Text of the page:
Preston's CraftHouse: An Architectural Palimpsest

The influence of the past is felt through its effect both as a repository and as a moral force. As a repository, the past is seen as a complex package of interrelated repertories, of things already built, drawn and written. This repository is there to learn from, to copy, to transform.

In the process of remodelling, however the past takes on a greater significance because it, itself, is the material to be altered and reshaped. The past provides the already written, the marked ‘canvas’ on which each successive remodelling will find its own place. ‘ 

Machado, 1976

My proposal focuses on revitalising Preston and bringing her more economic opportunities by building Preston Guild, a place to establish a new craft economy in the area. And through bringing back the long lost crafts, encouraging imagination and making with our own hands it is hoped that we would be better placed to contextualize the challenges that face a society addicted to excessive and conspicuous consumption of mass-produced standardized products. Craft as an opposing force to counteract the negative effect industrialization and mechanization brought to the city and its people in the past.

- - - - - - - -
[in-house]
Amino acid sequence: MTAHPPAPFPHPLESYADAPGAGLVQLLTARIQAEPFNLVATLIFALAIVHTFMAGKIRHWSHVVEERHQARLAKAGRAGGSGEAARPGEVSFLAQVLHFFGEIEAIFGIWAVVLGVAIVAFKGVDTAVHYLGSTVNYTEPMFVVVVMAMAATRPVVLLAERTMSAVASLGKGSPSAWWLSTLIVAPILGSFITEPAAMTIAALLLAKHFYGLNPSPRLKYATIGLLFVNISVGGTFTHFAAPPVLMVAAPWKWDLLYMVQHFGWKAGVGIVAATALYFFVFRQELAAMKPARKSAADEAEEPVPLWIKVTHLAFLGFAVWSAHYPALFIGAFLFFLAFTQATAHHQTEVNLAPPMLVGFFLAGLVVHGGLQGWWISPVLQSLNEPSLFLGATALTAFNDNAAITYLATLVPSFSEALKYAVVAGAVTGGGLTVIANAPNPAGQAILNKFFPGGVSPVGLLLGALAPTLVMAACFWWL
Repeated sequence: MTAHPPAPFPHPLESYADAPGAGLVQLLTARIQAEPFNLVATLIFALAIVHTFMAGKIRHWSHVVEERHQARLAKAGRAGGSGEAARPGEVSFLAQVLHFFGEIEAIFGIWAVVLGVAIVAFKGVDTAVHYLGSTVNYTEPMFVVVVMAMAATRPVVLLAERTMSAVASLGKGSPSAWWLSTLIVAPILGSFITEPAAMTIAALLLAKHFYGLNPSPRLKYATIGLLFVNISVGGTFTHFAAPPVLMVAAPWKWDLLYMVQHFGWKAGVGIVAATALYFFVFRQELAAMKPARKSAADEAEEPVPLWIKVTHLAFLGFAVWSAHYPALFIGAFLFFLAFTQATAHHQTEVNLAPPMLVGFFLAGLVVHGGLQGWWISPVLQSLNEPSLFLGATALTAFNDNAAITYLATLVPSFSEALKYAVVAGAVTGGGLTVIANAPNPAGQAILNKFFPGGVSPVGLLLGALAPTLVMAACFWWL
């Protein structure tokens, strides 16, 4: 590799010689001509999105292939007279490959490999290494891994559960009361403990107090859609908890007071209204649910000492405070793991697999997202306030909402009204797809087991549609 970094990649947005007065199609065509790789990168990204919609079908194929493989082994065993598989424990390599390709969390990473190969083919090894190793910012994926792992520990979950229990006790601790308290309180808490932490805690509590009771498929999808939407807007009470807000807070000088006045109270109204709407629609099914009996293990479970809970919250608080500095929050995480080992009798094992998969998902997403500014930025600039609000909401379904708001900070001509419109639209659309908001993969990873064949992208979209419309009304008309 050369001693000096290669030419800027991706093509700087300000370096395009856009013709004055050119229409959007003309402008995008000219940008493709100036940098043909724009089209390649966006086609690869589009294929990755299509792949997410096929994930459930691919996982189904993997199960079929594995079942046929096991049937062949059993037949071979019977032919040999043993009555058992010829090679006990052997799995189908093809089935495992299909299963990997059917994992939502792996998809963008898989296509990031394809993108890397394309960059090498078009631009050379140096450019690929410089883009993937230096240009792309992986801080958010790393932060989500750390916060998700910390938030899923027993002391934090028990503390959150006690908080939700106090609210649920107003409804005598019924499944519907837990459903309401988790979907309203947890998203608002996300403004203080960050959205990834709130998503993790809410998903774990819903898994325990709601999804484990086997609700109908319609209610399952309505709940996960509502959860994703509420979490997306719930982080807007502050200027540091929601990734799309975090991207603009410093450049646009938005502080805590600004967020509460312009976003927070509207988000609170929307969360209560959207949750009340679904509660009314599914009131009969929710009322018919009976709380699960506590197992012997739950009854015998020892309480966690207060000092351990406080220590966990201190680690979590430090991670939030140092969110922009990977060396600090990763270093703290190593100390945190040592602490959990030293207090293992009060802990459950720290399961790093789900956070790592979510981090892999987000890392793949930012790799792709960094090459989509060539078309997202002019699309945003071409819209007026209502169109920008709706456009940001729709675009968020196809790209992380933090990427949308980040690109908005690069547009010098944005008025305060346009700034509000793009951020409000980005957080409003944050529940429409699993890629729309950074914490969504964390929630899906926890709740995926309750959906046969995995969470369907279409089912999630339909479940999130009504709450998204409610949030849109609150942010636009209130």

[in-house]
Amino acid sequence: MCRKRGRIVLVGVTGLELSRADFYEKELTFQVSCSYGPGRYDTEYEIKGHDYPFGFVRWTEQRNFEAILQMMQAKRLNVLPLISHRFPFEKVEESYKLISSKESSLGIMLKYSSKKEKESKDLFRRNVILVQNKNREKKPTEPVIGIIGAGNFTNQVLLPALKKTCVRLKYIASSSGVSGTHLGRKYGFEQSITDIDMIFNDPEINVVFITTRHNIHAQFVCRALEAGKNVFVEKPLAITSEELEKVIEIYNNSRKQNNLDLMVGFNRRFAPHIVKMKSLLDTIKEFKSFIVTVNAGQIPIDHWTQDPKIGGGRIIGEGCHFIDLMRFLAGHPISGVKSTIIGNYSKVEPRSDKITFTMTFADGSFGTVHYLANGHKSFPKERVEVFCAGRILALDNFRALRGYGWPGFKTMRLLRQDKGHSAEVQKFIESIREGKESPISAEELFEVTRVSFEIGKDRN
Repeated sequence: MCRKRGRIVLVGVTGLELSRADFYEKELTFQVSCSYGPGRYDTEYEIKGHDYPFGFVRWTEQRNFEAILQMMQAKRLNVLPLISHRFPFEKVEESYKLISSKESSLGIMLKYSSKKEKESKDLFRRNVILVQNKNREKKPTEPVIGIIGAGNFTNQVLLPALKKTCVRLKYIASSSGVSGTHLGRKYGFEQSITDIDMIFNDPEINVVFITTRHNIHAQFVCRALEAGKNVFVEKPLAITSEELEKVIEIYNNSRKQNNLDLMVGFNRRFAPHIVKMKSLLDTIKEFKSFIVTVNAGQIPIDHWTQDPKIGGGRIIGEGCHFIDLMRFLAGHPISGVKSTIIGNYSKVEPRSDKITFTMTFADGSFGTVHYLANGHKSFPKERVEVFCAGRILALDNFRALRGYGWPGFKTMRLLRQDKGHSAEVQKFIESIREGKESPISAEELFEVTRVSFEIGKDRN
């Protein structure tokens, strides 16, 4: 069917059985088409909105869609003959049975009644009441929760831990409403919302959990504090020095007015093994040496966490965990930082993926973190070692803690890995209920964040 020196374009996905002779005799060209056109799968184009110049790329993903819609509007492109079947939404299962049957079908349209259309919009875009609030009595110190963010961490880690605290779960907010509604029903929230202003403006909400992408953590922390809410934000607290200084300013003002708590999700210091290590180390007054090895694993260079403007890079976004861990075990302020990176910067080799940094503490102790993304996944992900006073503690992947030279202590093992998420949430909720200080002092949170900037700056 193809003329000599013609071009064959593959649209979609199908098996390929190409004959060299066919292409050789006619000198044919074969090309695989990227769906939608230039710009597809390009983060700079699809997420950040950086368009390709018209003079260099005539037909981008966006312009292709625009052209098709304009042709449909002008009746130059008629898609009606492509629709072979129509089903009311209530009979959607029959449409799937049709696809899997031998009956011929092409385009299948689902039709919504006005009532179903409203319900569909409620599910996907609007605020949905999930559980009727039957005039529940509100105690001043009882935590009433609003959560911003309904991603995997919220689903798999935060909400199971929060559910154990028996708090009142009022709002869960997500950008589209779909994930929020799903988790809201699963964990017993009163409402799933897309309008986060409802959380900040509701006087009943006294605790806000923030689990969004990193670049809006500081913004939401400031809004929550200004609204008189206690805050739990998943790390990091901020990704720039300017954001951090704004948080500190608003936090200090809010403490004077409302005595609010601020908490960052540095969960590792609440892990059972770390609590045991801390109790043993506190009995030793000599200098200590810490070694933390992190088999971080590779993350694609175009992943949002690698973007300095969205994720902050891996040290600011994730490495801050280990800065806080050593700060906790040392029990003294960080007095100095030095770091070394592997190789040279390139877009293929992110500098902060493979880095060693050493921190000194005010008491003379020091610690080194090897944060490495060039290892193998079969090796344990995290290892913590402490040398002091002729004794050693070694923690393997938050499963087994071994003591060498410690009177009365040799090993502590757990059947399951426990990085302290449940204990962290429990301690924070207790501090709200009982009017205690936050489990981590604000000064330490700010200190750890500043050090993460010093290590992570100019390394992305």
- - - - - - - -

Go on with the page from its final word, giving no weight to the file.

Building on the historical void of the site and remodelling existing buildings on site the story of how spaces were experienced historically is retold. By using the historical void to carve out the building mass and referencing the historical use of the site, we would be able to recall the memories people had of that place; by refunctionalizing the site and the listed buildings, the existing is reinterpreted, a new meaning is given. Composing a new story over traces of the past - the building as Palimpsest.